In the preferred embodiment, each valve 22 has a valve stem 61, best seen in FIG. 4, which extends out from the boss 20 and is keyed to be held for rotation by one end of a lever arm 62. The other end of each lever arm 62 is connected by an extension 64 to the rod 66 of a double-acting gas cylinder or piston 68 (FIG. 1) which is rigidly affixed to the foam dispenser 10 through an L-shaped bracket 70. The lever arms 62 are slotted to compensate for the straight line movement of piston rod 66. The movement of the piston rod 66 rotates the valves 22 in unison between the position in which foam components are allowed to enter the foam dispenser, when the piston rod 66 is in its extended position (shown in FIGS. 3 and 7), and the position in which the compressed gas is admitted to the foam dispenser, when the piston rod 66 is in its retracted position (shown in FIGS. 2 and 6).
The piston 68 provides timed actuating means for the valve and is actuated by the manipulation of a trigger switch 72 (FIG. 2), which is located in the handle 12. When manipulated, the trigger 72 feeds either a gas diverter valve or an electric control circuit which emits gas to the left-hand side of the piston, extending the piston rod 66 to move the valve 22 in unison into position to emit foam components (FIG. 3). After being in such a position for the amount of time required to introduce the amount of foam components required to make the desired volume of expanded foam, the piston rod 66 is automatically retracted by introducing gas to the right-hand side of the piston to bring the valves 22 in unison into position to admit the compressed gas (FIG. 2) and thus clean the foam dispenser of all foam components to prevent the dispenser from becoming clogged.
In the preferred embodiment, trigger 72 is connected to a commercially available low voltage switch cord. The switch cord is connected to a commercially available timer which has thumb wheels on its front for varying the time of each dispensing sequence between 0.1 and 99.9 seconds. The timer also has an LED display which shows the time remaining before gas is admitted to right-hand side of the piston to retract the piston rod 66 and, thus, rotate the valves 22 so that no foam components are introduced into the gun. By knowing the volume of the container to be filled, the flow rate of the foam components into the gun, and the expansion rate of the combined components, the operator can set the timer so that the volume of the expanded foam generated by the gun precisely fills the container. After the timer is set, any number of identical size containers can be filled to the desired level by simply pulling the trigger 72 to initiate the timing sequence.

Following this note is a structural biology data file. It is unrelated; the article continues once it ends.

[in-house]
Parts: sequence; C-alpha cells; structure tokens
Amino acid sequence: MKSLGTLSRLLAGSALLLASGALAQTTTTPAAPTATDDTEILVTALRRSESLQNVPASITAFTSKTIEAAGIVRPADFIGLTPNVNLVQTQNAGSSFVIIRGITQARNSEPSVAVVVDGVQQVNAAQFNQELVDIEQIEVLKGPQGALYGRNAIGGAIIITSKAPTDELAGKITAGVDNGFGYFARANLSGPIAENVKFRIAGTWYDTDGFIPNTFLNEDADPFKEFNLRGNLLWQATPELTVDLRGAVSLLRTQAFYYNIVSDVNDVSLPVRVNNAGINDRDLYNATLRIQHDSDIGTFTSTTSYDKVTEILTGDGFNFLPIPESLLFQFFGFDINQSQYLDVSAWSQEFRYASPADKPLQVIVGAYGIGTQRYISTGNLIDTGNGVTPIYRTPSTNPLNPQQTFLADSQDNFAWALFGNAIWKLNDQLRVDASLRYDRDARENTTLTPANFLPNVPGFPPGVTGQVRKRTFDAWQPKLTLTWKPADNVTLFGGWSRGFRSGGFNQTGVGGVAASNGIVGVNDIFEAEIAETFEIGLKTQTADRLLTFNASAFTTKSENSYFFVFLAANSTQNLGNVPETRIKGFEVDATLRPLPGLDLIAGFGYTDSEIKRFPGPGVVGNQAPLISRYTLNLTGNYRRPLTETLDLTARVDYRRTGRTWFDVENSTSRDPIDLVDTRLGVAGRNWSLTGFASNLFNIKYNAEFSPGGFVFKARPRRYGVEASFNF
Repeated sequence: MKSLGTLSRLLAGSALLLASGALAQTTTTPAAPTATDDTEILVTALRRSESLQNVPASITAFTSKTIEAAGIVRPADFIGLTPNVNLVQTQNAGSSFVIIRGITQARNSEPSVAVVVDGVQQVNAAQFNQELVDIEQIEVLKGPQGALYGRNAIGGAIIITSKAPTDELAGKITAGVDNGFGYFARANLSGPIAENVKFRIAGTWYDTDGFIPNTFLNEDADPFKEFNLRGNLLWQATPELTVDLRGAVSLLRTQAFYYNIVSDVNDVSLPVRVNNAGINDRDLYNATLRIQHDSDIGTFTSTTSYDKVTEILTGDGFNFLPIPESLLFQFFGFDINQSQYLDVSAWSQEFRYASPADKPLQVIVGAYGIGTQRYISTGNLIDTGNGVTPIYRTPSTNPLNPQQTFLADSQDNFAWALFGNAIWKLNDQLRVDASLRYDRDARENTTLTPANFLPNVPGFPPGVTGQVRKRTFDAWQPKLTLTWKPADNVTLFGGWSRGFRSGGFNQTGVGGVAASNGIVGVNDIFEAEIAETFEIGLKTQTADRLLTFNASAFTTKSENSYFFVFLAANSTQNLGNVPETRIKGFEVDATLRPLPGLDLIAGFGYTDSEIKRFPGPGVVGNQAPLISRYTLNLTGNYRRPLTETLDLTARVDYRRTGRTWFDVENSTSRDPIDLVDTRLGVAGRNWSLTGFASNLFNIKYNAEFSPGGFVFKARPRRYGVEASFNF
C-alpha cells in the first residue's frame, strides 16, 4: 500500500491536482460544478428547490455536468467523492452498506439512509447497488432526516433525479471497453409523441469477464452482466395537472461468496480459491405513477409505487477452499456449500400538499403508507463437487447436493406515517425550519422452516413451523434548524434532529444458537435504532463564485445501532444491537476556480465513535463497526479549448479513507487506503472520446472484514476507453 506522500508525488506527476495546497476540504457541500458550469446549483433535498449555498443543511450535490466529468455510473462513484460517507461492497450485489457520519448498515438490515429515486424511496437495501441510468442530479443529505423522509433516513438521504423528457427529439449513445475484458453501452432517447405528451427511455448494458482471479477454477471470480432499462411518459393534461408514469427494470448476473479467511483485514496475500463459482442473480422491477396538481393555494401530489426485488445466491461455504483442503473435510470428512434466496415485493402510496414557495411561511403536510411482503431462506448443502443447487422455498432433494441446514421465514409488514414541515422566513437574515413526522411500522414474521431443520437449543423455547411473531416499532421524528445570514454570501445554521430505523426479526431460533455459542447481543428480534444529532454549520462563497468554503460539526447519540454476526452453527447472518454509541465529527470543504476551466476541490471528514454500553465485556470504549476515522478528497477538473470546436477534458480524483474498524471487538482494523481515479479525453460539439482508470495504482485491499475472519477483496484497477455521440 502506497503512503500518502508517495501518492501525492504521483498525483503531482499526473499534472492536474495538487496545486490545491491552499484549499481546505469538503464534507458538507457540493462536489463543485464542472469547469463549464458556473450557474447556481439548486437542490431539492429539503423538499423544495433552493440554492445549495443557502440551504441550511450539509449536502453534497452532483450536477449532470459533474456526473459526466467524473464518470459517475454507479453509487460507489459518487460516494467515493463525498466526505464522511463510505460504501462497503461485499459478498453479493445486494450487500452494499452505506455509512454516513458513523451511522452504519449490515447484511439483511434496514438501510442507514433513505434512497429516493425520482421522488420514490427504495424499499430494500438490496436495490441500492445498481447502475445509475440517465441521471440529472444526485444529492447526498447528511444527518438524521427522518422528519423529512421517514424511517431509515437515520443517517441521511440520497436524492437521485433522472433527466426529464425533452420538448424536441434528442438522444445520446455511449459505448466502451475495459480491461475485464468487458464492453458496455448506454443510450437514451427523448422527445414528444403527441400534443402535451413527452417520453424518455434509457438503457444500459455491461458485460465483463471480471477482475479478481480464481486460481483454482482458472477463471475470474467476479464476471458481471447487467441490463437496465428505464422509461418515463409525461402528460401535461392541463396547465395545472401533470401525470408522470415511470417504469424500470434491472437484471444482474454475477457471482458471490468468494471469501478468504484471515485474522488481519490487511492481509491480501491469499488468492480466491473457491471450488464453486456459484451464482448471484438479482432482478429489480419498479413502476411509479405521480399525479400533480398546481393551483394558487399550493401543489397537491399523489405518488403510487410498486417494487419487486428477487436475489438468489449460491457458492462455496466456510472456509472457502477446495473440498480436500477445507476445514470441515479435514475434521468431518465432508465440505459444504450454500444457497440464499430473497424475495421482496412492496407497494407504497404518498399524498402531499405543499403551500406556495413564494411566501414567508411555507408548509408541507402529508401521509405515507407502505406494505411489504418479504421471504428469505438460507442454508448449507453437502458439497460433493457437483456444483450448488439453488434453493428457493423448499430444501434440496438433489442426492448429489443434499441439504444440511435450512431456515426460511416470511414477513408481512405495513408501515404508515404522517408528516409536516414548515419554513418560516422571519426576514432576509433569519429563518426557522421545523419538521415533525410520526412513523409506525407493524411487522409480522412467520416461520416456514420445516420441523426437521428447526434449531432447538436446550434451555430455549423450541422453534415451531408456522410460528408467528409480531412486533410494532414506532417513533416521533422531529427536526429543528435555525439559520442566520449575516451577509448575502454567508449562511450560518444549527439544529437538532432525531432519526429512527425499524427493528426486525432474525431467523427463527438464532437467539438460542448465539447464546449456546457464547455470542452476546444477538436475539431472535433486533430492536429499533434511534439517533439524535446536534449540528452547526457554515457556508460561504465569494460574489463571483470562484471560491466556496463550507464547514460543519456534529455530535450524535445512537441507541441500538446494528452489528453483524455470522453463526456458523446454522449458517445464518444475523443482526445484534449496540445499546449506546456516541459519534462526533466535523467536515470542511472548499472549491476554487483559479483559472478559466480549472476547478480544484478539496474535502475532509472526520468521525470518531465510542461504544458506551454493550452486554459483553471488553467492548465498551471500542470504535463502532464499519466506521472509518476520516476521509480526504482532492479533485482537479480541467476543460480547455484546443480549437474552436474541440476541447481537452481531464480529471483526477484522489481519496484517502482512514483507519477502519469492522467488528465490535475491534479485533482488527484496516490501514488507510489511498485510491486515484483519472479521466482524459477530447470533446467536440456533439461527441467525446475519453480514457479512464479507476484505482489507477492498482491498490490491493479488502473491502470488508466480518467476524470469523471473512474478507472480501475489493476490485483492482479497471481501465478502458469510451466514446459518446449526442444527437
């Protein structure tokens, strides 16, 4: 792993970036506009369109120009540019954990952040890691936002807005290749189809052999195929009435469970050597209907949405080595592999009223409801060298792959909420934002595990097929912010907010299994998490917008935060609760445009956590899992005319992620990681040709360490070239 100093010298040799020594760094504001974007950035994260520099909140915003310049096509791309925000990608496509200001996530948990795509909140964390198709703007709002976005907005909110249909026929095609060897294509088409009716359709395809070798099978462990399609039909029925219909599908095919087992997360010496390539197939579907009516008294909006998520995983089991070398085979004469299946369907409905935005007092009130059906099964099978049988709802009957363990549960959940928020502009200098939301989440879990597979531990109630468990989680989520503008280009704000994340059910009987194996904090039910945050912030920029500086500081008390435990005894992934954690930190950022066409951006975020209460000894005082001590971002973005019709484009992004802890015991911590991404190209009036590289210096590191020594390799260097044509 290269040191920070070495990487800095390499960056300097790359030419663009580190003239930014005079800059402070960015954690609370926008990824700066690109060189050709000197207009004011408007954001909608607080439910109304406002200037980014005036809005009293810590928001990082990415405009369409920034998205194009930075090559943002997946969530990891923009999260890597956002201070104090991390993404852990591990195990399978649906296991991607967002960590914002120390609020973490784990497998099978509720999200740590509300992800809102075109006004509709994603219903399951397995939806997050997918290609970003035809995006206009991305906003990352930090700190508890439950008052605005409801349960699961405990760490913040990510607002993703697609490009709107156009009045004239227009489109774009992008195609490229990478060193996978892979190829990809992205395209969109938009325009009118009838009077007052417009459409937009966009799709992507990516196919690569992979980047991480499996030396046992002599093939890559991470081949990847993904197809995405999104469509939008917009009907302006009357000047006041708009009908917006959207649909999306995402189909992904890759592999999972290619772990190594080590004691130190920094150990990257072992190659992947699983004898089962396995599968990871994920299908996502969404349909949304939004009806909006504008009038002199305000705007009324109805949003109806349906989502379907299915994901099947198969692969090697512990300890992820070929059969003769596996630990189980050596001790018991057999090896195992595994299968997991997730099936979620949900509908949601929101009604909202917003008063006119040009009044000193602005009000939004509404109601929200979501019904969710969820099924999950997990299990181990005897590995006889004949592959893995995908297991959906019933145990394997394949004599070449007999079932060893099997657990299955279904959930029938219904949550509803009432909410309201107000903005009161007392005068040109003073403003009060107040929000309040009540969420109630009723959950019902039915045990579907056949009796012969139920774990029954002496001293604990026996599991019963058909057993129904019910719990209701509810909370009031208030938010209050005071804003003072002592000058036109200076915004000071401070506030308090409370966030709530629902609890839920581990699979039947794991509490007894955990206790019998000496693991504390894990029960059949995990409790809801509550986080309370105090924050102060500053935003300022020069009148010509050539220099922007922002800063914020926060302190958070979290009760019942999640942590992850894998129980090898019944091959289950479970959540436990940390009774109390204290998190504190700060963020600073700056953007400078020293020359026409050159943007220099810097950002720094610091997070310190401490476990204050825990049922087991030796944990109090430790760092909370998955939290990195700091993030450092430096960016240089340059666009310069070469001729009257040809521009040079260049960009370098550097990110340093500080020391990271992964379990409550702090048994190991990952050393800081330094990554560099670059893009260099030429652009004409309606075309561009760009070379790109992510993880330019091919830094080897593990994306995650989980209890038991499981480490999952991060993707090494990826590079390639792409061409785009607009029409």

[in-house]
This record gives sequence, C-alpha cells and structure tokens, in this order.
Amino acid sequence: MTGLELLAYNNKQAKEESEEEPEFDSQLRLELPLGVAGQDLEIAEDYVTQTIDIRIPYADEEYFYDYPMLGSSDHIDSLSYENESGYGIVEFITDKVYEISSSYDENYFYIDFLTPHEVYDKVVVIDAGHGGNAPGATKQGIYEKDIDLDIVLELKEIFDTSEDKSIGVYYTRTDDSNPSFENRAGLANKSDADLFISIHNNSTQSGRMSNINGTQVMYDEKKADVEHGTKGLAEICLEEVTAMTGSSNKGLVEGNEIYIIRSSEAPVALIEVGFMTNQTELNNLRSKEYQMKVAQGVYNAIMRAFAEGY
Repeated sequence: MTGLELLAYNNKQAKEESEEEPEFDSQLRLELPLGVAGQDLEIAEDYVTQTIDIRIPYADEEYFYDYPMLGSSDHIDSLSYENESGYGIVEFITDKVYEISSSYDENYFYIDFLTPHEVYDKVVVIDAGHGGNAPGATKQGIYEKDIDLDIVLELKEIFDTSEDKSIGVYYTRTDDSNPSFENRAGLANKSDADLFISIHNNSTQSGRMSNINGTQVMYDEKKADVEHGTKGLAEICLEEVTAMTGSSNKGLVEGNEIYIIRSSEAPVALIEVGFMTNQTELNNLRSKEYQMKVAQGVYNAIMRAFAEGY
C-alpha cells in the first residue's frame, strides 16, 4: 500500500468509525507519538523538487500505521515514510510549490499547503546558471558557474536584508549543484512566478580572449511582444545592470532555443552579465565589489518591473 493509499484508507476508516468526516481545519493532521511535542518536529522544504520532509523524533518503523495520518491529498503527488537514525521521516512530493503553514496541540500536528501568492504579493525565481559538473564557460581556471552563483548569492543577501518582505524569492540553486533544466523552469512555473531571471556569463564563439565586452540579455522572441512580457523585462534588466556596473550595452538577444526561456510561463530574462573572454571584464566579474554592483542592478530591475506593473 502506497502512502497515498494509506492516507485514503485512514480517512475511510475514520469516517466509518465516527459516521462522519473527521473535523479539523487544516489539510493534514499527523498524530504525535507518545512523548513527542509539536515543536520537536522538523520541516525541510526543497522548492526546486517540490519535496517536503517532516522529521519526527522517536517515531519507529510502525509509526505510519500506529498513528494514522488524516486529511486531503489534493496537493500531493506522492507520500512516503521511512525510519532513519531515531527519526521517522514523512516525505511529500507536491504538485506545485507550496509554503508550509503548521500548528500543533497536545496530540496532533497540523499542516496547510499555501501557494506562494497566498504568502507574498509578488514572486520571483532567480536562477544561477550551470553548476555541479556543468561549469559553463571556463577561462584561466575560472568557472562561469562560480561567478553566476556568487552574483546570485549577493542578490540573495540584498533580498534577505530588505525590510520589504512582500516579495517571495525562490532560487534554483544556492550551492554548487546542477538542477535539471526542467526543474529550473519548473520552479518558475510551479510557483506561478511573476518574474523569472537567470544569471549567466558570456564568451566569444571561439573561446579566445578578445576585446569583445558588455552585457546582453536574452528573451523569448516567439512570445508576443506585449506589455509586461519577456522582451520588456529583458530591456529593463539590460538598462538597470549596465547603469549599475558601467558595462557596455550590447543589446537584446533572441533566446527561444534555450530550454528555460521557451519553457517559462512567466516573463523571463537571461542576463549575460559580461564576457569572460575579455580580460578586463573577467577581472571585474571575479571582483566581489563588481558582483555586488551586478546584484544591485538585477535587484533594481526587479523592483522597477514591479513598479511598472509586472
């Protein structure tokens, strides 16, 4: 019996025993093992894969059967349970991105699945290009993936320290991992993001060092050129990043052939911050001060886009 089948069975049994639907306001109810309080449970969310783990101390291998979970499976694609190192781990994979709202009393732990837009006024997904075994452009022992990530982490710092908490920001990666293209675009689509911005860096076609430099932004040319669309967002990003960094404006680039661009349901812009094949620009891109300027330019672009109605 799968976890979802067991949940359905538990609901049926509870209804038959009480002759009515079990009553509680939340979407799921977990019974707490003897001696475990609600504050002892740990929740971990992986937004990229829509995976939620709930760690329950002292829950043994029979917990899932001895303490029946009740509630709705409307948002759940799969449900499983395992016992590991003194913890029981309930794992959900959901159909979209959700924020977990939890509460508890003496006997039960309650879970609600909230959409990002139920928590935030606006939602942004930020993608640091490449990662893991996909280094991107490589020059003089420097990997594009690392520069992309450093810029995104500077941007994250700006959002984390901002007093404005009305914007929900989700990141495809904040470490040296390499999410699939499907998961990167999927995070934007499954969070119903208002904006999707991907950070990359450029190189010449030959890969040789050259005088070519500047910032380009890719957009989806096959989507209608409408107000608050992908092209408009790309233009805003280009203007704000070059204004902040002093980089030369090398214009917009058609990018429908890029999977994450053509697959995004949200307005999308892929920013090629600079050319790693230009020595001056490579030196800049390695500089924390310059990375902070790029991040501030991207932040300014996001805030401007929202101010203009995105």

In accordance with the invention, and as disclosed herein, the center plug contains discrete passages for each foam component, and allows for the cleaning of the dispenser by the use of compressed gas. Since the foam components do not react inside the barrel of the dispenser, the dispenser may also be easily disassembled and cleaned. The mixing chamber may be permanent and cleaned mechanically, or may be disposable and discarded when it can no longer be cleaned with compressed gas.
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|U.S. Classification||222/1, 222/639, 222/145.2, 239/414, 222/145.5, 222/148, 239/112|
|Oct 24, 1988||AS||Assignment|
Owner name: FOAMTEK, INC., 519 N. RIVER ST., BATAVIA, IL 60510
Free format text: ASSIGNMENT OF ASSIGNORS INTEREST.;ASSIGNOR:WERNICKE, STEVEN A.;REEL/FRAME:004975/0282
Effective date: 19881011
Owner name: FOAMTEK, INC., A CORP. OF IL, ILLINOIS
Free format text: ASSIGNMENT OF ASSIGNORS INTEREST;ASSIGNOR:WERNICKE, STEVEN A.;REEL/FRAME:004975/0282
Effective date: 19881011
|Oct 21, 1989||AS||Assignment|
Owner name: FOAMTEK, INC., A CORP. OF IL, ILLINOIS
Free format text: ASSIGNMENT OF ASSIGNORS INTEREST.;ASSIGNOR:WERNICKE, STEVEN A.;REEL/FRAME:005126/0074
Effective date: 19881011
|Mar 30, 1992||AS||Assignment|
Owner name: PMC, INC. A CORP. OF DELAWARE, CALIFORNIA
Free format text: ASSIGNMENT OF ASSIGNORS INTEREST.;ASSIGNOR:FOAMTEK, INC. A CORP. OF DELAWARE;REEL/FRAME:006059/0026
Effective date: 19920123
|Aug 27, 1993||FPAY||Fee payment|
Year of fee payment: 4
|Sep 19, 1996||AS||Assignment|
Owner name: PMC, INC., CALIFORNIA
Free format text: ASSET PURCHASE AGREEMENT;ASSIGNORS:WERNICKE, STEVEN A;FOAMTEK, INC.;REEL/FRAME:008146/0353
Effective date: 19920123
|Sep 26, 1997||FPAY||Fee payment|
Year of fee payment: 8
|Dec 13, 1999||AS||Assignment|
Owner name: IPI INTERNATIONAL, INC., MARYLAND
Free format text: CONTRIBUTION AGREEMENT;ASSIGNOR:PMC, INC.;REEL/FRAME:010437/0304
Effective date: 19970102
|Apr 11, 2000||AS||Assignment|
Owner name: BASF CORPORATION, NEW JERSEY
Free format text: ASSIGNMENT OF ASSIGNORS INTEREST;ASSIGNOR:IPI INTERNATIONAL., INC.;REEL/FRAME:010719/0126
Effective date: 20000201
|Oct 23, 2001||REMI||Maintenance fee reminder mailed|
|Nov 14, 2001||FPAY||Fee payment|
Year of fee payment: 12
|Nov 14, 2001||SULP||Surcharge for late payment|
Year of fee payment: 11